No MeSH data available.


The Web-based intervention, Down Your Drink.
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Related In: Results  -  Collection

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figure2: The Web-based intervention, Down Your Drink.

Mentions: To further illustrate how low adherence may follow from ill-suited design, consider the Web-based intervention in Figure 2, aimed at reducing alcohol consumption. This intervention consists of six lessons, which are intended to be completed during 6 weeks [24,25]. Although some of the capabilities of technology are employed (eg, the provision of tailored feedback), the intervention is text based and technology seems to be mostly used as a medium to deliver the text. An analysis revealed that only 16.5% (of the first 10,000 registered users of the intervention) completed all 6 weeks of this intervention. A reason for nonadherence may well relate to a lack of attention to design and the resulting dissatisfying user experience. Limited reach of mobile and Web-based interventions could be explained by the fact that many of these interventions are aimed at a wide demographic group (eg, men and women, young and old, highly and less educated). Think, for example, of the range of track-and-trace systems aimed at keeping a healthy diet, losing weight, or increasing physical activity (eg, Lifesum, LosIt, MyFitnessPal). However, as we have argued in our introduction, most interventions reach a limited group only, mainly highly educated women—see, for example, Kelders et al [15]. In one way, this is a good thing, since this group in particular can be hard to reach with traditional treatment. However, this selective reach is not intended and, in many cases, seems to strengthen the "inverse care and information law" (ie, people in urgent need for care are the ones who are least likely to receive care [26,27]).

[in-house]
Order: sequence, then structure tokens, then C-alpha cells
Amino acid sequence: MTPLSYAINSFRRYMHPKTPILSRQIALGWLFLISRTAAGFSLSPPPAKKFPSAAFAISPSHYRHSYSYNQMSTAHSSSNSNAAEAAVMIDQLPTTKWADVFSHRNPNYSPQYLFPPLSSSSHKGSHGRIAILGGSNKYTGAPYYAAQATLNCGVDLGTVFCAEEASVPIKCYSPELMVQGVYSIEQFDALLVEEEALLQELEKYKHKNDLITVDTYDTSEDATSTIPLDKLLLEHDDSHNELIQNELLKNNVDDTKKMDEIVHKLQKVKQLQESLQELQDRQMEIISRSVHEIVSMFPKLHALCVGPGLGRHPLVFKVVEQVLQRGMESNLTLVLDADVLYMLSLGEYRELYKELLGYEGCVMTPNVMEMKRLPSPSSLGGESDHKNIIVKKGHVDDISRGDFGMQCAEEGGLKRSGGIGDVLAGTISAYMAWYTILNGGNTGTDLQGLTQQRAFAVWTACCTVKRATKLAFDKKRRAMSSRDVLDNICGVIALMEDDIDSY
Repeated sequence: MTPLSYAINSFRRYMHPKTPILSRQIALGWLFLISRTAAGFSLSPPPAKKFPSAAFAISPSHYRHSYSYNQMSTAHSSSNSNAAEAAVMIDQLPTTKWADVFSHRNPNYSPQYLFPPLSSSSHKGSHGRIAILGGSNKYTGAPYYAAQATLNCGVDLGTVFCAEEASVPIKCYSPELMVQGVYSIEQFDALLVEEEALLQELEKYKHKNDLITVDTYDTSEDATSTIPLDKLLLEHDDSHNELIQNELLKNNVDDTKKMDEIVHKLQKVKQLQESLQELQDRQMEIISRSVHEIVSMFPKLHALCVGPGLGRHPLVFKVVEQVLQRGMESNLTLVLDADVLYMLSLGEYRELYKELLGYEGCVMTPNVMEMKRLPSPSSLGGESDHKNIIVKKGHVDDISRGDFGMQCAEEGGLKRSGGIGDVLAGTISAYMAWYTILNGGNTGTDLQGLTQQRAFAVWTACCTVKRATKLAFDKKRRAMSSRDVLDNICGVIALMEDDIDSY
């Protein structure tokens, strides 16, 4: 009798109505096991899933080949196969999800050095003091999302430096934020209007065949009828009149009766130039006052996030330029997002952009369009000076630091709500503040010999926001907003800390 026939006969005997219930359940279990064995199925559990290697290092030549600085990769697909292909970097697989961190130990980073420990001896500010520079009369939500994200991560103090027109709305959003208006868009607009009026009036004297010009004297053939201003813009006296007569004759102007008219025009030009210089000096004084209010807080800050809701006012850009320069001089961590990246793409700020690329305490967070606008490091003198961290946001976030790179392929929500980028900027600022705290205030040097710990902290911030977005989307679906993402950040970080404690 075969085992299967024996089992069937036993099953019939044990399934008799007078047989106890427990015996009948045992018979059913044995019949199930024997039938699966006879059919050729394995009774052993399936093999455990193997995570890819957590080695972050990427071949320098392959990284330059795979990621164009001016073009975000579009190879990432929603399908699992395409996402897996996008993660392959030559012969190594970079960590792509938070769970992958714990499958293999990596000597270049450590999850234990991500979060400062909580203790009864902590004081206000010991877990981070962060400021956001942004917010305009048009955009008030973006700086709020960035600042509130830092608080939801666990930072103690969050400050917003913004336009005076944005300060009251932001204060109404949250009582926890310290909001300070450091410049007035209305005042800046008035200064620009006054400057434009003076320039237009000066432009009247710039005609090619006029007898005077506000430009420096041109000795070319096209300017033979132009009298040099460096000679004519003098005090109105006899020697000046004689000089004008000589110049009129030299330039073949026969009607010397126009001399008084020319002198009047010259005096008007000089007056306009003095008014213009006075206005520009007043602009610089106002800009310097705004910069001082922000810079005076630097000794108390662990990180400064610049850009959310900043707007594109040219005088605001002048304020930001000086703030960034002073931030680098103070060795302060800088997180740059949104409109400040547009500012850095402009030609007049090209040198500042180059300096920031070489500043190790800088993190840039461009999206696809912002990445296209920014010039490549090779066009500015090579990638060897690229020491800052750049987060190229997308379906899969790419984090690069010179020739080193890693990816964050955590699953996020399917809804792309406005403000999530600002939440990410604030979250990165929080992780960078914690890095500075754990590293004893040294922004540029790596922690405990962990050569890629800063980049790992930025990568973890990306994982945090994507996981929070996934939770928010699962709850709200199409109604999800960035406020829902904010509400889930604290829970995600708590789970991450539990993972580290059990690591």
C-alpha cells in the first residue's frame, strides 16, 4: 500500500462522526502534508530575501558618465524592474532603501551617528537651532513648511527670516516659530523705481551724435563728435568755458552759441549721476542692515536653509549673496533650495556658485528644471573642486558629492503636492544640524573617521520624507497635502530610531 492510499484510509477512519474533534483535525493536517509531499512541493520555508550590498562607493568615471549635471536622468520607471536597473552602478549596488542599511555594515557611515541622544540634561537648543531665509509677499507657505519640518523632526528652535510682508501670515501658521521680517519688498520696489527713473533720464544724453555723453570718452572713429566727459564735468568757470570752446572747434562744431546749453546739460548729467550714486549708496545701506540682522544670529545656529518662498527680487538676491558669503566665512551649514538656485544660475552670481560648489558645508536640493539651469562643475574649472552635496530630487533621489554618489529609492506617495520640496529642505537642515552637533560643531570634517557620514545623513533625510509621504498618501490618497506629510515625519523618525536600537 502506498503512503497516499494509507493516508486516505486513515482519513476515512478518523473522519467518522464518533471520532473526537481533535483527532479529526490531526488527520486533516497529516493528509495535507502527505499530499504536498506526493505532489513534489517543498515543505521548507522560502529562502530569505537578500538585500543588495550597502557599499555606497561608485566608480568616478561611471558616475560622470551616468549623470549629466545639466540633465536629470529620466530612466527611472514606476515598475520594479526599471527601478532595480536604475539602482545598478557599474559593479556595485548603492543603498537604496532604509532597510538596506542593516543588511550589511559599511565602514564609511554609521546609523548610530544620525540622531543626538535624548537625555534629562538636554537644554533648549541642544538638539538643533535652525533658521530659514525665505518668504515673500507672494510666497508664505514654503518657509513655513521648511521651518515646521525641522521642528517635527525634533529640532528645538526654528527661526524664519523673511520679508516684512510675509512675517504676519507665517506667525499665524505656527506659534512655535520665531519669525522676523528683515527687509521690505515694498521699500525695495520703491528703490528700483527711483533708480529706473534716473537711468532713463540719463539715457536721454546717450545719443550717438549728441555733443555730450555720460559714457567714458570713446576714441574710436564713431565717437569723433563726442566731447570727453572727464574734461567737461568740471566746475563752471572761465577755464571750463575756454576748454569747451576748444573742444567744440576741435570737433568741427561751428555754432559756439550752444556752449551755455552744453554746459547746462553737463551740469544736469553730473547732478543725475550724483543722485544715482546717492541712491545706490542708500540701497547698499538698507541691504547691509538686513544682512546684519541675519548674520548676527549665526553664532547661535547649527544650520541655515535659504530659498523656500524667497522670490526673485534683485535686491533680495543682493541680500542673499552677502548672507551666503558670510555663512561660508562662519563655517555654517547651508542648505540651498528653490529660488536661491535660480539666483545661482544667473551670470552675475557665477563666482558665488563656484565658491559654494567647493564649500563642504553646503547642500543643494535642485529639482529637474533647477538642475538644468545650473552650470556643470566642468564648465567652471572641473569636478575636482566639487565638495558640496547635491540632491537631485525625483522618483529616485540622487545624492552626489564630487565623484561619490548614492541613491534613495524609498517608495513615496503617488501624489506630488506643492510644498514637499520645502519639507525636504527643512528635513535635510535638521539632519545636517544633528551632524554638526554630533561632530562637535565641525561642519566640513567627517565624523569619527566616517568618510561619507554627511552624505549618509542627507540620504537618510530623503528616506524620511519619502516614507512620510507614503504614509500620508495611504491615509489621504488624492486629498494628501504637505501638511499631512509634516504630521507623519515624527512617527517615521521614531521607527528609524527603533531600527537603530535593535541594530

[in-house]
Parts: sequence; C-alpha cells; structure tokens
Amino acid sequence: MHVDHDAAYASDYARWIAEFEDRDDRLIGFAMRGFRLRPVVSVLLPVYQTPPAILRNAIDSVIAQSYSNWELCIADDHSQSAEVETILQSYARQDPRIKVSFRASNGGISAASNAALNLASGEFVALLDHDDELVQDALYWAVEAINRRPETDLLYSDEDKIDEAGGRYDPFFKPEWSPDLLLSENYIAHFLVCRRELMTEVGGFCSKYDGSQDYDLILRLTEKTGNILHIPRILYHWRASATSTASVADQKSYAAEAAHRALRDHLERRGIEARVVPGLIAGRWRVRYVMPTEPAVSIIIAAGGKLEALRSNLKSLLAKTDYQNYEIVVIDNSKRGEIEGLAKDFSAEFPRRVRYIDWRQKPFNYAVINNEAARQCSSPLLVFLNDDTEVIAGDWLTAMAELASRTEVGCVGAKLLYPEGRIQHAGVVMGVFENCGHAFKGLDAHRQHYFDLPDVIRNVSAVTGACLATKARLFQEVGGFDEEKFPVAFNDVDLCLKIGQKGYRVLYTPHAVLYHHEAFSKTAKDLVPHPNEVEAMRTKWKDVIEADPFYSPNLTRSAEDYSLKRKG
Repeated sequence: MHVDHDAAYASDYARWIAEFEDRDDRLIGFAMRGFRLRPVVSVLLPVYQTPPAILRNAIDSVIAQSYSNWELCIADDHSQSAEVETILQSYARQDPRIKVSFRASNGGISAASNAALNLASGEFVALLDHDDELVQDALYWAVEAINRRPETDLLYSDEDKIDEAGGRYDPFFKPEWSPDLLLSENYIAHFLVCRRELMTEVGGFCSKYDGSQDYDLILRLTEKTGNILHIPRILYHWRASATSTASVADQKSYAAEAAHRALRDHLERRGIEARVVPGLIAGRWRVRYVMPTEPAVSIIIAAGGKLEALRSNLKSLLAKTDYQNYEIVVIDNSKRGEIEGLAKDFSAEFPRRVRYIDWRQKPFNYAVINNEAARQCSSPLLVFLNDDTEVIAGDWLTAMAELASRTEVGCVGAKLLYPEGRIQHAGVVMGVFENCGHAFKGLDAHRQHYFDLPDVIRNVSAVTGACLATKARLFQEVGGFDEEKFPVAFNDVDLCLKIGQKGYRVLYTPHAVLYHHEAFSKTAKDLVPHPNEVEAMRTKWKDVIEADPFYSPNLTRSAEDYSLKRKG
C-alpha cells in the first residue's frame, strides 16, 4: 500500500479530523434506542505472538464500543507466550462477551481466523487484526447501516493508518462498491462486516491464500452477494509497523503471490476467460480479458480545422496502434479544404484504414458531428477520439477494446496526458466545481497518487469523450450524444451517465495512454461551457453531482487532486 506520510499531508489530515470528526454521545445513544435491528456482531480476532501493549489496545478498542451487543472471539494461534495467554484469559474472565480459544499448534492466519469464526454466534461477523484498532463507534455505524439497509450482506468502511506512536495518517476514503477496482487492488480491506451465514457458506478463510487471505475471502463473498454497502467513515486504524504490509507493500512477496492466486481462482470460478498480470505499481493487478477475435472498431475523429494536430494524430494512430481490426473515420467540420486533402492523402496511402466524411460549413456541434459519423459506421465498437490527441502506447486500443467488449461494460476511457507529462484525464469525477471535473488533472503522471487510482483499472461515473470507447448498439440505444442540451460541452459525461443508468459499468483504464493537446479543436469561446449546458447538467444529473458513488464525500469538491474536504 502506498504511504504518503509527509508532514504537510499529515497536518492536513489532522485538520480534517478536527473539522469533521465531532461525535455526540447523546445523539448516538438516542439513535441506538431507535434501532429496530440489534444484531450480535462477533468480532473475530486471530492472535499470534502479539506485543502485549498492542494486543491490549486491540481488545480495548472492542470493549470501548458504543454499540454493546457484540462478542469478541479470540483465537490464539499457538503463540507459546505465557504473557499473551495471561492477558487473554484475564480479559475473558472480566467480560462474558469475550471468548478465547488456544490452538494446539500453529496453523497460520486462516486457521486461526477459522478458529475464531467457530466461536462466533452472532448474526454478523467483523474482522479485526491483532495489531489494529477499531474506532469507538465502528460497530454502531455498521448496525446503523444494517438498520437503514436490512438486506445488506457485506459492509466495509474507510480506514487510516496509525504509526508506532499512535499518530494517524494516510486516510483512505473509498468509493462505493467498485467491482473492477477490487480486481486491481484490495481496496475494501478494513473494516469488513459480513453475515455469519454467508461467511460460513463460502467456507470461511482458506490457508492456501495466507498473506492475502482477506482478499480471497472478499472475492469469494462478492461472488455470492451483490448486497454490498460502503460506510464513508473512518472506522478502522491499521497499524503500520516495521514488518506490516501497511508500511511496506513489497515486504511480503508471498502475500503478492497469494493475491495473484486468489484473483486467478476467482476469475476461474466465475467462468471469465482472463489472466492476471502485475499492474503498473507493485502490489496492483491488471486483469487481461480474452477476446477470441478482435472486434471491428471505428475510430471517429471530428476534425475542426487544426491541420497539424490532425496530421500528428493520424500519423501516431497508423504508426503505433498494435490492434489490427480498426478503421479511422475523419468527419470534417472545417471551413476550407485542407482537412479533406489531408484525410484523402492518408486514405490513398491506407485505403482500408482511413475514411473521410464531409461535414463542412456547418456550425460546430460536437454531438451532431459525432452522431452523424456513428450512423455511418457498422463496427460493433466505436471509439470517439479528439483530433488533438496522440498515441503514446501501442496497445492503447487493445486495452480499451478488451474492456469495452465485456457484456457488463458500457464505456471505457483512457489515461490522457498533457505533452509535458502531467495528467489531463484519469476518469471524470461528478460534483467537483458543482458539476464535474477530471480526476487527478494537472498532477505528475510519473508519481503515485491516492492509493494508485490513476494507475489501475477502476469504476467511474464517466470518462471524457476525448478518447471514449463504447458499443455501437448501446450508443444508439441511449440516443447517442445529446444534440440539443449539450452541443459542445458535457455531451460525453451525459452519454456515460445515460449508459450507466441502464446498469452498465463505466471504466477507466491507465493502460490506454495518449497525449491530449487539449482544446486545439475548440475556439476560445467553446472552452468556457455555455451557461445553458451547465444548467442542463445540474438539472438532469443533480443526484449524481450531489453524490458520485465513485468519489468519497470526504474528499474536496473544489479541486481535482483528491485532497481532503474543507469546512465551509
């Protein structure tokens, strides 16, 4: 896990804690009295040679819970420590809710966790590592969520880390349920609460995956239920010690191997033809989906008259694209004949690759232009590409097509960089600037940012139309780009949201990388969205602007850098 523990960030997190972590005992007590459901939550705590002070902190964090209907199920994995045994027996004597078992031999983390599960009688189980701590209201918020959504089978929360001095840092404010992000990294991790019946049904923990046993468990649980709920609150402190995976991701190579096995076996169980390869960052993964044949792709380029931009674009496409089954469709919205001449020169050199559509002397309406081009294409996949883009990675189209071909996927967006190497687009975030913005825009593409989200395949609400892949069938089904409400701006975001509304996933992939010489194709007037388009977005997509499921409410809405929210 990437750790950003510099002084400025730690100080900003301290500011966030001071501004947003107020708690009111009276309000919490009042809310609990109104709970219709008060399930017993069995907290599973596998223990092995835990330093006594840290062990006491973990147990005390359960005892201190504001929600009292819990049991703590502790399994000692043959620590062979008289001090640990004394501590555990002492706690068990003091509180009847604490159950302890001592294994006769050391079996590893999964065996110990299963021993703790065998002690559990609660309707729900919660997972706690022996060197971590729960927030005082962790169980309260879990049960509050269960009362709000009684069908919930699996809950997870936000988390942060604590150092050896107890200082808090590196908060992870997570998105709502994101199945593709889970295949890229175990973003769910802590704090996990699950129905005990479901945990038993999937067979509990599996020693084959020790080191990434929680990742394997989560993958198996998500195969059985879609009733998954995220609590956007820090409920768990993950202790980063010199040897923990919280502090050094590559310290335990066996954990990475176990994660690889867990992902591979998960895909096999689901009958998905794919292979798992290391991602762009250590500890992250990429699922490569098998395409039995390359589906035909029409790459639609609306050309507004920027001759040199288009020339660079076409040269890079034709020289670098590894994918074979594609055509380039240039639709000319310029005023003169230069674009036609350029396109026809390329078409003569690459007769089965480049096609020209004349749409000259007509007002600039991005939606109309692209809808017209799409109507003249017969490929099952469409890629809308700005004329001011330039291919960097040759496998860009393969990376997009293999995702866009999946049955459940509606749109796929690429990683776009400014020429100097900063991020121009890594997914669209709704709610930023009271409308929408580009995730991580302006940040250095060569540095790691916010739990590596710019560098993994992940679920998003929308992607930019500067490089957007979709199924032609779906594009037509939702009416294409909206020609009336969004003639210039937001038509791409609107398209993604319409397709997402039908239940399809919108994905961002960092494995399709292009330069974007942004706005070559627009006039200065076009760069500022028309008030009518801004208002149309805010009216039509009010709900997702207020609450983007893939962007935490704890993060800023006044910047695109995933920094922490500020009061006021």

How to Increase Reach and Adherence of Web-Based Interventions: A Design Research Viewpoint.